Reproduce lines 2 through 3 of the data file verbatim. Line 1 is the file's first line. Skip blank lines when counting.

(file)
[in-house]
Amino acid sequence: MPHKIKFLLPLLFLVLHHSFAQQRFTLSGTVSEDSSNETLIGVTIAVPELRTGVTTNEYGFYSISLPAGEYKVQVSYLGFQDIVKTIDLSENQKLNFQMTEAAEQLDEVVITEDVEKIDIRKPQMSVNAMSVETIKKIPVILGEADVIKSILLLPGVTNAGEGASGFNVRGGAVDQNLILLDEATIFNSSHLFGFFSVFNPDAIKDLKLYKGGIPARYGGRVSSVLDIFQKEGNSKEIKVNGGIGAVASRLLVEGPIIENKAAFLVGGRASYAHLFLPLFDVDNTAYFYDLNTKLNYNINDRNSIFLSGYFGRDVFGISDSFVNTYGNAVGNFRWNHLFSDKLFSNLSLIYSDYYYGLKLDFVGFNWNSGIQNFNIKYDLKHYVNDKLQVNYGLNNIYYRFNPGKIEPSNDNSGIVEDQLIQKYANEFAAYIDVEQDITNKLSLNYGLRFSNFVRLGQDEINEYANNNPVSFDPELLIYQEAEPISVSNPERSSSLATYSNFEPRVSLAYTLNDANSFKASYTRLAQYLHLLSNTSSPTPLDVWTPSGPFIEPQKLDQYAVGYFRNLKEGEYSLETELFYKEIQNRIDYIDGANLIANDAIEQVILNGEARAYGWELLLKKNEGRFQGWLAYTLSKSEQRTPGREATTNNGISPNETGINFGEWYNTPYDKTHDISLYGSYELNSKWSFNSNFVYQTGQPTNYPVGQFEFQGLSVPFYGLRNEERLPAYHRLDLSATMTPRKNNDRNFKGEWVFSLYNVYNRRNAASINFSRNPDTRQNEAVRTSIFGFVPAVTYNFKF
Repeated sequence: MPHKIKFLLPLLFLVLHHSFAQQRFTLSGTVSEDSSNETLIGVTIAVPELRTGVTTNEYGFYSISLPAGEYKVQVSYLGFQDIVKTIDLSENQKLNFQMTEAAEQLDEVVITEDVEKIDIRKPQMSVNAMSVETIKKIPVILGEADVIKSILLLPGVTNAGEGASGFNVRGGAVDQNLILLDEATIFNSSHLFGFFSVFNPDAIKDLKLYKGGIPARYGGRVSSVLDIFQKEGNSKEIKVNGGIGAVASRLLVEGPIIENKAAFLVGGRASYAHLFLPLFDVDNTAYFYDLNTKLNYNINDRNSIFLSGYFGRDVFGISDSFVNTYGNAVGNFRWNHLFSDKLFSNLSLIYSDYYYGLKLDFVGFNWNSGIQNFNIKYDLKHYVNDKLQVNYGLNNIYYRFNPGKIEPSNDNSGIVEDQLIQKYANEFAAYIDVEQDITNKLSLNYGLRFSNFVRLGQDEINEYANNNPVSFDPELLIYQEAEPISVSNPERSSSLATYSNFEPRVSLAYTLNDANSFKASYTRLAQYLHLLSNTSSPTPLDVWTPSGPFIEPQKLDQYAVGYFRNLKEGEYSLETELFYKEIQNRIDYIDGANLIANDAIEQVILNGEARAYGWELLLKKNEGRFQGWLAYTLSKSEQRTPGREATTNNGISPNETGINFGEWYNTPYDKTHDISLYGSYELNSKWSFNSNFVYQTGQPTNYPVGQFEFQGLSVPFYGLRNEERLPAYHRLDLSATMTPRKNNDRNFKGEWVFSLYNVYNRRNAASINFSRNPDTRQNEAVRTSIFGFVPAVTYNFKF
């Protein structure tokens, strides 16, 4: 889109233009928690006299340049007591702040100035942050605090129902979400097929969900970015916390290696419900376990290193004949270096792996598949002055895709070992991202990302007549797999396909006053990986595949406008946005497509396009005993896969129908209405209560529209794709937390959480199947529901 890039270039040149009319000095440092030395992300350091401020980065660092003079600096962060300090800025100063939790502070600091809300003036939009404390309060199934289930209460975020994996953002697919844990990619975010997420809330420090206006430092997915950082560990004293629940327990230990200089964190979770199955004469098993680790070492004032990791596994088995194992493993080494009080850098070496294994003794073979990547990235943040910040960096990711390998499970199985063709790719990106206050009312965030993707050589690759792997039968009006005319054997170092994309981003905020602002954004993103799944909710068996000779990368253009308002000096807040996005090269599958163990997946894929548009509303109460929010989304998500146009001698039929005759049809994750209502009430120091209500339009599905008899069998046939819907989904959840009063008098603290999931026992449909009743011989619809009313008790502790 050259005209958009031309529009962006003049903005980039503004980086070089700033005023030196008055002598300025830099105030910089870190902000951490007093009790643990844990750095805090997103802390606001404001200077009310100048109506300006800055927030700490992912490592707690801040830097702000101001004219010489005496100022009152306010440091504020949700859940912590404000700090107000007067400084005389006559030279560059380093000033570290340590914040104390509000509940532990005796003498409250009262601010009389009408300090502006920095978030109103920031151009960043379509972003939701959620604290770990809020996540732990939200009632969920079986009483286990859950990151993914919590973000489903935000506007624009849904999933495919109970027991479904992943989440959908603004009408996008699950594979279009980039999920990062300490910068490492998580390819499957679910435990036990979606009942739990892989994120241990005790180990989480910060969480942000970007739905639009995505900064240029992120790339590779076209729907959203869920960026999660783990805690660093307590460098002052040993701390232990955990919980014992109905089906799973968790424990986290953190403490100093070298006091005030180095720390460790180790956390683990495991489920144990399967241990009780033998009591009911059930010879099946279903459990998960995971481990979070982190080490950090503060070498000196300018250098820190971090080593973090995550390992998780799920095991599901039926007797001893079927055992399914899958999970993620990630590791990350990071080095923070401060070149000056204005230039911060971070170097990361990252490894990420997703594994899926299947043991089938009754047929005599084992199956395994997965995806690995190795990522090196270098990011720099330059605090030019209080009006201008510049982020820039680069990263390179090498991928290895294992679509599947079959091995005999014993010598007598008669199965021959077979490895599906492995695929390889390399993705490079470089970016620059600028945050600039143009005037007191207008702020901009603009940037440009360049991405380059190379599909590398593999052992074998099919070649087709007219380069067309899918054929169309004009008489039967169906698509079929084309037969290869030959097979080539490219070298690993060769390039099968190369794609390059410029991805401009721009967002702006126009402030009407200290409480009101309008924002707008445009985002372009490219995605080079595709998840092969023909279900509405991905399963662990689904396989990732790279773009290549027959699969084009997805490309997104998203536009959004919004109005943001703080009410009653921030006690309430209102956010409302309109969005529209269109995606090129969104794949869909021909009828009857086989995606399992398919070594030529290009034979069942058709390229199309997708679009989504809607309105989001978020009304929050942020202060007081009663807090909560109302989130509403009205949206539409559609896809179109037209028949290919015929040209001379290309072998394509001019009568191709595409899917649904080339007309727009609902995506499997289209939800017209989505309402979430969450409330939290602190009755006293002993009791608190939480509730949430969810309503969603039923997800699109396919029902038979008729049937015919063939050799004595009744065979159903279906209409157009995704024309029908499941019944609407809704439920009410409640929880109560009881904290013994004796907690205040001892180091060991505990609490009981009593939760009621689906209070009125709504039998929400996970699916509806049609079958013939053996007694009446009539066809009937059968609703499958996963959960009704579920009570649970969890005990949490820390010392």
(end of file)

Amino acid sequence: MPHKIKFLLPLLFLVLHHSFAQQRFTLSGTVSEDSSNETLIGVTIAVPELRTGVTTNEYGFYSISLPAGEYKVQVSYLGFQDIVKTIDLSENQKLNFQMTEAAEQLDEVVITEDVEKIDIRKPQMSVNAMSVETIKKIPVILGEADVIKSILLLPGVTNAGEGASGFNVRGGAVDQNLILLDEATIFNSSHLFGFFSVFNPDAIKDLKLYKGGIPARYGGRVSSVLDIFQKEGNSKEIKVNGGIGAVASRLLVEGPIIENKAAFLVGGRASYAHLFLPLFDVDNTAYFYDLNTKLNYNINDRNSIFLSGYFGRDVFGISDSFVNTYGNAVGNFRWNHLFSDKLFSNLSLIYSDYYYGLKLDFVGFNWNSGIQNFNIKYDLKHYVNDKLQVNYGLNNIYYRFNPGKIEPSNDNSGIVEDQLIQKYANEFAAYIDVEQDITNKLSLNYGLRFSNFVRLGQDEINEYANNNPVSFDPELLIYQEAEPISVSNPERSSSLATYSNFEPRVSLAYTLNDANSFKASYTRLAQYLHLLSNTSSPTPLDVWTPSGPFIEPQKLDQYAVGYFRNLKEGEYSLETELFYKEIQNRIDYIDGANLIANDAIEQVILNGEARAYGWELLLKKNEGRFQGWLAYTLSKSEQRTPGREATTNNGISPNETGINFGEWYNTPYDKTHDISLYGSYELNSKWSFNSNFVYQTGQPTNYPVGQFEFQGLSVPFYGLRNEERLPAYHRLDLSATMTPRKNNDRNFKGEWVFSLYNVYNRRNAASINFSRNPDTRQNEAVRTSIFGFVPAVTYNFKF
Repeated sequence: MPHKIKFLLPLLFLVLHHSFAQQRFTLSGTVSEDSSNETLIGVTIAVPELRTGVTTNEYGFYSISLPAGEYKVQVSYLGFQDIVKTIDLSENQKLNFQMTEAAEQLDEVVITEDVEKIDIRKPQMSVNAMSVETIKKIPVILGEADVIKSILLLPGVTNAGEGASGFNVRGGAVDQNLILLDEATIFNSSHLFGFFSVFNPDAIKDLKLYKGGIPARYGGRVSSVLDIFQKEGNSKEIKVNGGIGAVASRLLVEGPIIENKAAFLVGGRASYAHLFLPLFDVDNTAYFYDLNTKLNYNINDRNSIFLSGYFGRDVFGISDSFVNTYGNAVGNFRWNHLFSDKLFSNLSLIYSDYYYGLKLDFVGFNWNSGIQNFNIKYDLKHYVNDKLQVNYGLNNIYYRFNPGKIEPSNDNSGIVEDQLIQKYANEFAAYIDVEQDITNKLSLNYGLRFSNFVRLGQDEINEYANNNPVSFDPELLIYQEAEPISVSNPERSSSLATYSNFEPRVSLAYTLNDANSFKASYTRLAQYLHLLSNTSSPTPLDVWTPSGPFIEPQKLDQYAVGYFRNLKEGEYSLETELFYKEIQNRIDYIDGANLIANDAIEQVILNGEARAYGWELLLKKNEGRFQGWLAYTLSKSEQRTPGREATTNNGISPNETGINFGEWYNTPYDKTHDISLYGSYELNSKWSFNSNFVYQTGQPTNYPVGQFEFQGLSVPFYGLRNEERLPAYHRLDLSATMTPRKNNDRNFKGEWVFSLYNVYNRRNAASINFSRNPDTRQNEAVRTSIFGFVPAVTYNFKF